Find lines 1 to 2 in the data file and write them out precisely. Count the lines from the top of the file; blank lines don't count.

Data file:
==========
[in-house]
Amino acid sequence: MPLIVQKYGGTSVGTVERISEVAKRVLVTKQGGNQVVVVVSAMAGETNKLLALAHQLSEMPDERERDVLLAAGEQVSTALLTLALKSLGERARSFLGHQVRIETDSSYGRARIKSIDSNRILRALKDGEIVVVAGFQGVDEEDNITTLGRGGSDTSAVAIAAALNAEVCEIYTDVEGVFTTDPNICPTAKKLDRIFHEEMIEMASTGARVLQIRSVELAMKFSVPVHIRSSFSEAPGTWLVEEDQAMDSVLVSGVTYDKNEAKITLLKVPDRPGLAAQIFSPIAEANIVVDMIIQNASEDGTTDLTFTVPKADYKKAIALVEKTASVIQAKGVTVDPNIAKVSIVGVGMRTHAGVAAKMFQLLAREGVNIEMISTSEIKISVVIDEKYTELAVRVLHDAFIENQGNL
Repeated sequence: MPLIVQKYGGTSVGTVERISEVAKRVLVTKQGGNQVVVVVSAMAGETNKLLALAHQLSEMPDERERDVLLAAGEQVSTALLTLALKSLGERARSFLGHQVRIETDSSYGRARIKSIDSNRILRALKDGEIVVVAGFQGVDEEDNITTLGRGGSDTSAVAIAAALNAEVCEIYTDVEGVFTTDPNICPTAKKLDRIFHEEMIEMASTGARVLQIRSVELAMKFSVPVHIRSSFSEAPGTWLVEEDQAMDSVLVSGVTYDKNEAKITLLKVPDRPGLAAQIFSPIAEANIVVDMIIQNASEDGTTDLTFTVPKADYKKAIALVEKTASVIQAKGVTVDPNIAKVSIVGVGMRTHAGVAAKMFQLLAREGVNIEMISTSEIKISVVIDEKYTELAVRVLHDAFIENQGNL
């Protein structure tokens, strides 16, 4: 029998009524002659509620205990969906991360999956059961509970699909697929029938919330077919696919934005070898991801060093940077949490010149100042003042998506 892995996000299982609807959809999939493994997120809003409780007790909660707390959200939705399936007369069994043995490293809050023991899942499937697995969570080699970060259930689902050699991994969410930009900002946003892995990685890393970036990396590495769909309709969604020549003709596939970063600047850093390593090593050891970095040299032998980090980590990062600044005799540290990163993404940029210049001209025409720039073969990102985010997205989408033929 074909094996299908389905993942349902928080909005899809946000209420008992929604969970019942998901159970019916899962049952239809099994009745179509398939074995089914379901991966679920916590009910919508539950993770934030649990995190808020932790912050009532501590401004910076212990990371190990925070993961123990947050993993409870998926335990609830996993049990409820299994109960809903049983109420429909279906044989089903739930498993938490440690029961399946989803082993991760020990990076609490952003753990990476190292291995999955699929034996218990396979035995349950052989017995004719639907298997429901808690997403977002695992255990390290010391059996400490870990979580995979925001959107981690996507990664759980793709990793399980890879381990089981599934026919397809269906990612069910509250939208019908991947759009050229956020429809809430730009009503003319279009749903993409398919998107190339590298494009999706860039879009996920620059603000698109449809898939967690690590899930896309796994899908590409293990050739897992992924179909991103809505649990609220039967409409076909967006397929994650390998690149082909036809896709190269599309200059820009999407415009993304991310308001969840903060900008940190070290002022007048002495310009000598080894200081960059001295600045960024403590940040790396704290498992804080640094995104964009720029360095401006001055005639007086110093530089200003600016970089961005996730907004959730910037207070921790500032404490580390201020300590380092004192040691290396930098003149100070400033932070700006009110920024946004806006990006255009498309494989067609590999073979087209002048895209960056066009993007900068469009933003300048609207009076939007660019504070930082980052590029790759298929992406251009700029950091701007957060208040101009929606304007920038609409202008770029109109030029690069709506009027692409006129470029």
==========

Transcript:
[in-house]
Amino acid sequence: MPLIVQKYGGTSVGTVERISEVAKRVLVTKQGGNQVVVVVSAMAGETNKLLALAHQLSEMPDERERDVLLAAGEQVSTALLTLALKSLGERARSFLGHQVRIETDSSYGRARIKSIDSNRILRALKDGEIVVVAGFQGVDEEDNITTLGRGGSDTSAVAIAAALNAEVCEIYTDVEGVFTTDPNICPTAKKLDRIFHEEMIEMASTGARVLQIRSVELAMKFSVPVHIRSSFSEAPGTWLVEEDQAMDSVLVSGVTYDKNEAKITLLKVPDRPGLAAQIFSPIAEANIVVDMIIQNASEDGTTDLTFTVPKADYKKAIALVEKTASVIQAKGVTVDPNIAKVSIVGVGMRTHAGVAAKMFQLLAREGVNIEMISTSEIKISVVIDEKYTELAVRVLHDAFIENQGNL